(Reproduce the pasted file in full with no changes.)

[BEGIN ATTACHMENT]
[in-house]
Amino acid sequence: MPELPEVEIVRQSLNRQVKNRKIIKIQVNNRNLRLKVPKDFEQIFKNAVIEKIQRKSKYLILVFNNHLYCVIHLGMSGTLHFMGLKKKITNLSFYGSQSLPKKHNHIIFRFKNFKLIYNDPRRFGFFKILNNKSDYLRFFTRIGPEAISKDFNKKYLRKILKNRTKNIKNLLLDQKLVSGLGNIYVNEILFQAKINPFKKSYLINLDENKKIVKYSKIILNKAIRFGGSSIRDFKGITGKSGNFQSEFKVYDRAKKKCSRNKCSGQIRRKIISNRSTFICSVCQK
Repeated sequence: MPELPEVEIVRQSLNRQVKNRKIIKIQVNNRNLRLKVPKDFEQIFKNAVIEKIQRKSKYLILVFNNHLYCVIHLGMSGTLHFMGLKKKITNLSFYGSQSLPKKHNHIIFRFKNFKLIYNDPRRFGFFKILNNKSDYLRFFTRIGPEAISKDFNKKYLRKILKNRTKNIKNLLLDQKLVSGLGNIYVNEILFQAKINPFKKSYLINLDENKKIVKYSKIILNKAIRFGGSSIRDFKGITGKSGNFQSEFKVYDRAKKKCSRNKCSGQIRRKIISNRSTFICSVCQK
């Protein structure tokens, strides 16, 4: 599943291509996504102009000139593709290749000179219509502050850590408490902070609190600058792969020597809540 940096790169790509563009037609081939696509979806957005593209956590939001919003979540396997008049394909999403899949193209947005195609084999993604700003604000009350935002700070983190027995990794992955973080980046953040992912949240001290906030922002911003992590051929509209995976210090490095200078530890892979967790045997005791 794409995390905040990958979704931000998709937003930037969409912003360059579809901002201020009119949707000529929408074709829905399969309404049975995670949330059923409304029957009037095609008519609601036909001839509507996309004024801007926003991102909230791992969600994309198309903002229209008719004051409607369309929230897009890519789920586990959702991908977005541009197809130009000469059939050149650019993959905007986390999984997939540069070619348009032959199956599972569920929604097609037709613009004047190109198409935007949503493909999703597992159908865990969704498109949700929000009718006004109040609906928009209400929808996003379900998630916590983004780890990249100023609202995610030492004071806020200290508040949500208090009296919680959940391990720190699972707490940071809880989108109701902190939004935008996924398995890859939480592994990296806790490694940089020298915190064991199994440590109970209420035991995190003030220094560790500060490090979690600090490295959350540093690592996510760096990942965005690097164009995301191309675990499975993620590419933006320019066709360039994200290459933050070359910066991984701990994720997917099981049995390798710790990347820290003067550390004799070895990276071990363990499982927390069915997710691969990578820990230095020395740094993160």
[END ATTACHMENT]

[in-house]
Amino acid sequence: MPELPEVEIVRQSLNRQVKNRKIIKIQVNNRNLRLKVPKDFEQIFKNAVIEKIQRKSKYLILVFNNHLYCVIHLGMSGTLHFMGLKKKITNLSFYGSQSLPKKHNHIIFRFKNFKLIYNDPRRFGFFKILNNKSDYLRFFTRIGPEAISKDFNKKYLRKILKNRTKNIKNLLLDQKLVSGLGNIYVNEILFQAKINPFKKSYLINLDENKKIVKYSKIILNKAIRFGGSSIRDFKGITGKSGNFQSEFKVYDRAKKKCSRNKCSGQIRRKIISNRSTFICSVCQK
Repeated sequence: MPELPEVEIVRQSLNRQVKNRKIIKIQVNNRNLRLKVPKDFEQIFKNAVIEKIQRKSKYLILVFNNHLYCVIHLGMSGTLHFMGLKKKITNLSFYGSQSLPKKHNHIIFRFKNFKLIYNDPRRFGFFKILNNKSDYLRFFTRIGPEAISKDFNKKYLRKILKNRTKNIKNLLLDQKLVSGLGNIYVNEILFQAKINPFKKSYLINLDENKKIVKYSKIILNKAIRFGGSSIRDFKGITGKSGNFQSEFKVYDRAKKKCSRNKCSGQIRRKIISNRSTFICSVCQK
């Protein structure tokens, strides 16, 4: 599943291509996504102009000139593709290749000179219509502050850590408490902070609190600058792969020597809540 940096790169790509563009037609081939696509979806957005593209956590939001919003979540396997008049394909999403899949193209947005195609084999993604700003604000009350935002700070983190027995990794992955973080980046953040992912949240001290906030922002911003992590051929509209995976210090490095200078530890892979967790045997005791 794409995390905040990958979704931000998709937003930037969409912003360059579809901002201020009119949707000529929408074709829905399969309404049975995670949330059923409304029957009037095609008519609601036909001839509507996309004024801007926003991102909230791992969600994309198309903002229209008719004051409607369309929230897009890519789920586990959702991908977005541009197809130009000469059939050149650019993959905007986390999984997939540069070619348009032959199956599972569920929604097609037709613009004047190109198409935007949503493909999703597992159908865990969704498109949700929000009718006004109040609906928009209400929808996003379900998630916590983004780890990249100023609202995610030492004071806020200290508040949500208090009296919680959940391990720190699972707490940071809880989108109701902190939004935008996924398995890859939480592994990296806790490694940089020298915190064991199994440590109970209420035991995190003030220094560790500060490090979690600090490295959350540093690592996510760096990942965005690097164009995301191309675990499975993620590419933006320019066709360039994200290459933050070359910066991984701990994720997917099981049995390798710790990347820290003067550390004799070895990276071990363990499982927390069915997710691969990578820990230095020395740094993160």